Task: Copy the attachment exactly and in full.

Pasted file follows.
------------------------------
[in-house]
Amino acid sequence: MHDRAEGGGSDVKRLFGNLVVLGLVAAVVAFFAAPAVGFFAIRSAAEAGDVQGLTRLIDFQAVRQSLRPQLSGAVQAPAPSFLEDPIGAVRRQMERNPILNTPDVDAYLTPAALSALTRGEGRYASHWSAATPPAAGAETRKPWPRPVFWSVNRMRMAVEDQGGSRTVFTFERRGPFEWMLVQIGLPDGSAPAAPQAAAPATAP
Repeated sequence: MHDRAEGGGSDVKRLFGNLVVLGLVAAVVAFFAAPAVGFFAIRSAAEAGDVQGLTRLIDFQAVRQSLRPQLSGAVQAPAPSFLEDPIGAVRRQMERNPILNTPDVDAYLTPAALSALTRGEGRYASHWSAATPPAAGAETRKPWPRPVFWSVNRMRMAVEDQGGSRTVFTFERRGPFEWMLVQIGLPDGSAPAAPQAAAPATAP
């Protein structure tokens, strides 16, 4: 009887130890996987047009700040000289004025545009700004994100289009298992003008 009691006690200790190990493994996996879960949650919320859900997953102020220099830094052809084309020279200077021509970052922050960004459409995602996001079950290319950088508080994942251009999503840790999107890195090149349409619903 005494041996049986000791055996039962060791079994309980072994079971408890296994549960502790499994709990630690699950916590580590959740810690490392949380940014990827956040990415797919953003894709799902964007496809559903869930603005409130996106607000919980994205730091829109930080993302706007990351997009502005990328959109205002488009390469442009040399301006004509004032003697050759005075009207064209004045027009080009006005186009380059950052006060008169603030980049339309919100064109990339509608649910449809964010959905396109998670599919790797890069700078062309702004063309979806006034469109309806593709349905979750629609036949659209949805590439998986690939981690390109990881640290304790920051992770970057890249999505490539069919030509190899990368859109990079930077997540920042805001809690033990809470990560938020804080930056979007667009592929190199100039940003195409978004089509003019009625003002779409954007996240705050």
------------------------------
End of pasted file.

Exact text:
[in-house]
Amino acid sequence: MHDRAEGGGSDVKRLFGNLVVLGLVAAVVAFFAAPAVGFFAIRSAAEAGDVQGLTRLIDFQAVRQSLRPQLSGAVQAPAPSFLEDPIGAVRRQMERNPILNTPDVDAYLTPAALSALTRGEGRYASHWSAATPPAAGAETRKPWPRPVFWSVNRMRMAVEDQGGSRTVFTFERRGPFEWMLVQIGLPDGSAPAAPQAAAPATAP
Repeated sequence: MHDRAEGGGSDVKRLFGNLVVLGLVAAVVAFFAAPAVGFFAIRSAAEAGDVQGLTRLIDFQAVRQSLRPQLSGAVQAPAPSFLEDPIGAVRRQMERNPILNTPDVDAYLTPAALSALTRGEGRYASHWSAATPPAAGAETRKPWPRPVFWSVNRMRMAVEDQGGSRTVFTFERRGPFEWMLVQIGLPDGSAPAAPQAAAPATAP
């Protein structure tokens, strides 16, 4: 009887130890996987047009700040000289004025545009700004994100289009298992003008 009691006690200790190990493994996996879960949650919320859900997953102020220099830094052809084309020279200077021509970052922050960004459409995602996001079950290319950088508080994942251009999503840790999107890195090149349409619903 005494041996049986000791055996039962060791079994309980072994079971408890296994549960502790499994709990630690699950916590580590959740810690490392949380940014990827956040990415797919953003894709799902964007496809559903869930603005409130996106607000919980994205730091829109930080993302706007990351997009502005990328959109205002488009390469442009040399301006004509004032003697050759005075009207064209004045027009080009006005186009380059950052006060008169603030980049339309919100064109990339509608649910449809964010959905396109998670599919790797890069700078062309702004063309979806006034469109309806593709349905979750629609036949659209949805590439998986690939981690390109990881640290304790920051992770970057890249999505490539069919030509190899990368859109990079930077997540920042805001809690033990809470990560938020804080930056979007667009592929190199100039940003195409978004089509003019009625003002779409954007996240705050």